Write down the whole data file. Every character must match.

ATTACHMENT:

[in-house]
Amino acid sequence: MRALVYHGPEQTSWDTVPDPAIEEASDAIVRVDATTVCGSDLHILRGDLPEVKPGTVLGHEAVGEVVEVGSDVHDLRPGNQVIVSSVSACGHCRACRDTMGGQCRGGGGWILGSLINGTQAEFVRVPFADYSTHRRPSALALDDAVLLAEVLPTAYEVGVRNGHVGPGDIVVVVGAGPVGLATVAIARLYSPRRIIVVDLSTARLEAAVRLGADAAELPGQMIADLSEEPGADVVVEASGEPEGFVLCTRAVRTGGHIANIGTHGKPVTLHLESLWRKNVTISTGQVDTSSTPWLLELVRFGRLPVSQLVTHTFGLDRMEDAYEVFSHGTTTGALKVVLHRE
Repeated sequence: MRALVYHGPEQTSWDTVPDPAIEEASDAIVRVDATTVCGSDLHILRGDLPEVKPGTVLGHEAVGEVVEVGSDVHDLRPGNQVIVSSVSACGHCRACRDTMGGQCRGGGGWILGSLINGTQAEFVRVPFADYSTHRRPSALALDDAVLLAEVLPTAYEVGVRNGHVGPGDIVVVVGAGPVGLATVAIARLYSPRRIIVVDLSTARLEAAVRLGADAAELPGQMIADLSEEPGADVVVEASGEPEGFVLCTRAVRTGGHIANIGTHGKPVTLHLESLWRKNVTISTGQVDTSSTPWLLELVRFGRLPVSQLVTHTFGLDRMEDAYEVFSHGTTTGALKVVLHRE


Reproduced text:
[in-house]
Amino acid sequence: MRALVYHGPEQTSWDTVPDPAIEEASDAIVRVDATTVCGSDLHILRGDLPEVKPGTVLGHEAVGEVVEVGSDVHDLRPGNQVIVSSVSACGHCRACRDTMGGQCRGGGGWILGSLINGTQAEFVRVPFADYSTHRRPSALALDDAVLLAEVLPTAYEVGVRNGHVGPGDIVVVVGAGPVGLATVAIARLYSPRRIIVVDLSTARLEAAVRLGADAAELPGQMIADLSEEPGADVVVEASGEPEGFVLCTRAVRTGGHIANIGTHGKPVTLHLESLWRKNVTISTGQVDTSSTPWLLELVRFGRLPVSQLVTHTFGLDRMEDAYEVFSHGTTTGALKVVLHRE
Repeated sequence: MRALVYHGPEQTSWDTVPDPAIEEASDAIVRVDATTVCGSDLHILRGDLPEVKPGTVLGHEAVGEVVEVGSDVHDLRPGNQVIVSSVSACGHCRACRDTMGGQCRGGGGWILGSLINGTQAEFVRVPFADYSTHRRPSALALDDAVLLAEVLPTAYEVGVRNGHVGPGDIVVVVGAGPVGLATVAIARLYSPRRIIVVDLSTARLEAAVRLGADAAELPGQMIADLSEEPGADVVVEASGEPEGFVLCTRAVRTGGHIANIGTHGKPVTLHLESLWRKNVTISTGQVDTSSTPWLLELVRFGRLPVSQLVTHTFGLDRMEDAYEVFSHGTTTGALKVVLHRE